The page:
Philanthropist and TV Writer Maria Bell Honored With Americans for the Arts Award

Joe Schildhorn /BFA.com
Jeff Koons and Maria Bell

"We are the city of artists," says the native Angeleno and former head writer for 'The Young and the Restless,' a longtime arts advocate and passionate Disney fan.

Writer, producer and arts advocate Maria Bell was honored Monday night with an award from Americans for the Arts at Cipriani 42nd St — along with Lady Gaga, Sophia Loren, Herbie Hancock and several others recognized for their contributions to art and philanthropy. Bell has been a major supporter of arts organizations for many years. The third-generation Angeleno was formerly the head writer for The Young and the Restless, where she won the Daytime Emmy Award in 2011 for outstanding drama series writing team. Bell served for years on the board of MOCA and was involved in recruiting former director Jeffrey Deitch to head the struggling museum back in 2010. 

Bell spoke with The Hollywood Reporter about her passion for arts education, Walt Disney and breaking down the barriers between art and life.

When did the arts first have a significant impact on your life?

I grew up in Southern California, and I was fortunate that my big public school had an AP art history class. Taking that class with that particular teacher, who opened my eyes to art and to the world, really changed the course of my life. So I ended up double-majoring in art history and fiction-writing in college, and although I pursued a career in TV, as a writer, the impact of having that visual art in my life was just huge. It led my husband and me to travel a lot to see exhibitions. And then he became a collector, and I became very determined about advocacy and arts education. 

How did you get involved in arts advocacy and arts education?

PS Arts was the first organization that I rolled up my sleeves and got very involved with. I was their chair for maybe seven or eight years, and it just was a very critical time for that organization. They were founded in L.A., and their mission is to put the arts back into public elementary schools that are most at risk.

It was really through PS Arts I saw how having an art teacher in any discipline — whether it was visual arts, dance, music, drama — made such an impact on the schools, on the kids themselves. It brought their parents to the schools, and it turned the schools around in many, many ways. It made them much more a part of the community. By giving art on the elementary level, it expanded the minds of these kids and showed them that they could think creatively and that school was a place where there is not always a right and a wrong answer. And you see how arts transform everyone who comes into contact with it.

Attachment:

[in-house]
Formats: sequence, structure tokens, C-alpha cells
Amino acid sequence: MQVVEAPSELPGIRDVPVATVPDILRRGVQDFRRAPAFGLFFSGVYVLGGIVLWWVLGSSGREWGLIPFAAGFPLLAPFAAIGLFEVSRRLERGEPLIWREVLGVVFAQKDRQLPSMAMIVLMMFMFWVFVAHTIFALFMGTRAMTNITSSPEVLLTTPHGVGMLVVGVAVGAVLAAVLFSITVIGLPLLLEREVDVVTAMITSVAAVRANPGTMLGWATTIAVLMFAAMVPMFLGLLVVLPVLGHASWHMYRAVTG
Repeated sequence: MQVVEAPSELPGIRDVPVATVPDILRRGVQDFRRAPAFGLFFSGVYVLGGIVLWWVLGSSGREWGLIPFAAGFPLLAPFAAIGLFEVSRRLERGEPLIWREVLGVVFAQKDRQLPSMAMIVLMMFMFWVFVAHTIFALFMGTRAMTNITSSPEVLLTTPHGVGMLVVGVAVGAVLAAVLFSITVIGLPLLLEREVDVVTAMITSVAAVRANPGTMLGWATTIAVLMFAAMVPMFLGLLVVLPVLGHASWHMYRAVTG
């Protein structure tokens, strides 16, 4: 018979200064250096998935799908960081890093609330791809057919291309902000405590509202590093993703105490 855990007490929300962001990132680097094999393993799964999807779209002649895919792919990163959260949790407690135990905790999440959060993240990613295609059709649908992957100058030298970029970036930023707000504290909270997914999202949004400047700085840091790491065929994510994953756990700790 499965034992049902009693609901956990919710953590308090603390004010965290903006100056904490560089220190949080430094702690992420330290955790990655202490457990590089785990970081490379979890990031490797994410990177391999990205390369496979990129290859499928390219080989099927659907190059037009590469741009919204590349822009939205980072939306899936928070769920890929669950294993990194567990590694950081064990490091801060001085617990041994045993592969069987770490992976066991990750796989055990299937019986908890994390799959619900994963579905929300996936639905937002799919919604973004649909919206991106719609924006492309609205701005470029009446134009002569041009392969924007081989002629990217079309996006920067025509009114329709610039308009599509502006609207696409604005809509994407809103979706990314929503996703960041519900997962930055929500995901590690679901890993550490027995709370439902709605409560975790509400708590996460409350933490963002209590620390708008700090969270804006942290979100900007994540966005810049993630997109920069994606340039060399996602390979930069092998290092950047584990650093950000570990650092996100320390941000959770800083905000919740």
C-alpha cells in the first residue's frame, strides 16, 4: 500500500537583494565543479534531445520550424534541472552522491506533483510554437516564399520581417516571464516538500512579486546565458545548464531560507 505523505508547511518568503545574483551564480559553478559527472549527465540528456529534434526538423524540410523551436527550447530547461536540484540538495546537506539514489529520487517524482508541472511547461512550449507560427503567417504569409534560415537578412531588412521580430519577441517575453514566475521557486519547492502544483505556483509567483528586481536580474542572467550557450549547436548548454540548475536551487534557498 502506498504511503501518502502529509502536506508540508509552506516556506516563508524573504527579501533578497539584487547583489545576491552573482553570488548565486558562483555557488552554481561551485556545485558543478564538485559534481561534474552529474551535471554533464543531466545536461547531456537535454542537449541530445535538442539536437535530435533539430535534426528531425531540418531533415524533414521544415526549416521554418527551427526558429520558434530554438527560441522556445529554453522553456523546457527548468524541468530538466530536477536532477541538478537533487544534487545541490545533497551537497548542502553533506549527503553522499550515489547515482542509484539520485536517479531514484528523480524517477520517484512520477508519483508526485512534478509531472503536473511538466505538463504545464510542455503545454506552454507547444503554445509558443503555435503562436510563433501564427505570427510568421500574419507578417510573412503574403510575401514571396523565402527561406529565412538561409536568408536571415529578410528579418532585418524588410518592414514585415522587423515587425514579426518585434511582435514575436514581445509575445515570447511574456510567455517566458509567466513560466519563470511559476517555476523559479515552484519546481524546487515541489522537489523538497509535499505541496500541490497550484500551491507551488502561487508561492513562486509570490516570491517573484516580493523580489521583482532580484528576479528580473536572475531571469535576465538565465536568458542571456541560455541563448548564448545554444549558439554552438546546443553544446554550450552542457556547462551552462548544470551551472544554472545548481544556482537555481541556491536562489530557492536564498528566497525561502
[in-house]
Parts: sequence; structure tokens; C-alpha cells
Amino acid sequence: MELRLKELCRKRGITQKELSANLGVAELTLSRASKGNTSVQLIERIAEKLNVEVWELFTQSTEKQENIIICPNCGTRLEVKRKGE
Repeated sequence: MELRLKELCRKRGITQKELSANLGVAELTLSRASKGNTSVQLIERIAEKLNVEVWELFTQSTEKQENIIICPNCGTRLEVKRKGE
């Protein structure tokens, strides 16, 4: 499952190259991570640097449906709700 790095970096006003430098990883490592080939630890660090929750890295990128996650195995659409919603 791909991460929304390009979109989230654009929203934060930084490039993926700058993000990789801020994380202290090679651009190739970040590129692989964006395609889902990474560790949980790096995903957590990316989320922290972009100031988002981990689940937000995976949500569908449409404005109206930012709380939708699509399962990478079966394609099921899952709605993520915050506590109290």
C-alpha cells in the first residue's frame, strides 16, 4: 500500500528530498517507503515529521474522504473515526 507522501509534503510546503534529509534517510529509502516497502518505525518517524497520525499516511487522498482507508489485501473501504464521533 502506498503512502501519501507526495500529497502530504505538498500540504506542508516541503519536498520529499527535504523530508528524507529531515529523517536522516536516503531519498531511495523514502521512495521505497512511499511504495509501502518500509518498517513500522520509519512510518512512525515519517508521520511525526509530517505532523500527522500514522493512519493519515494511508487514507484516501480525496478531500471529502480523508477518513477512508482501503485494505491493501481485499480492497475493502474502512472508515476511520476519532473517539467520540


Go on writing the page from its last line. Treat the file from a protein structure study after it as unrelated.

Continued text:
Then, I learned about Americans for the Arts, and I saw that they were the national advocacy organization. As much as I was trying on my own — just with chutzpah — to get to people in California, they were doing their campaigns nationwide to show that the arts really mattered in schools. That’s how you don’t lose students. That’s how America stays one of the most creative leaders in the world — by exposing students to art. 

You have also played a major role in the stabilization and transformation of MOCA here in L.A. Can you share some thoughts on helping bring Jeffrey Deitch to the organization and opening up the museum to a broader audience?

That was the whole mission of Jeffrey. When I was chair of MOCA, there was a lot of disarray, and the museum was on the brink of failure. I co-chaired the search for a new director. I had known Jeffrey since the early ’90s and had admired the fact that he was basically a Pied Piper for bringing people to contemporary art and art in general. He is a real, true advocate and has a definition of what art is that is a lot broader than a lot of other people do. 

We are a city of artists — we have the greatest young visual artists working and the greatest art schools in the nation. People in the entertainment business are in the arts, so to see this disconnect in the idea of the museum being an ivory tower — something that wasn’t really for them — in a city filled with artists was something that was sort of my mission when I was at MOCA.  I really wanted people to see that the arts were relevant to all of us in such a powerful way, and since it is a company town, certainly very much relevant to the people in the entertainment business. 

It is no secret that you have a great love for Disneyland. Can you tell me a little bit about how you perceive the legacy of Walt Disney as a pop artist, a patron and an educator?

And he was an artist. And that’s why I’m always trying to make the case to people in Hollywood that it is a town that was built by artists. 

I always say that I grew up in the shadow of the Matterhorn — I grew up in Orange County, Calif., where Disneyland was always a place where everything was so perfect. No matter how imperfect your life was, Disneyland was always perfect. And I felt that seamless experience of what you feel when you are at Disneyland and what you feel when you watch Disney film is what I always tried to get across to people — certainly when I was running The Young and the Restless. For me, there was no detail too small. If you louse up the little details, you absolutely break the reality. That is what Disney really taught us — this absolutely perfectionistic attention to detail that is so rich. And he brings you into his world.

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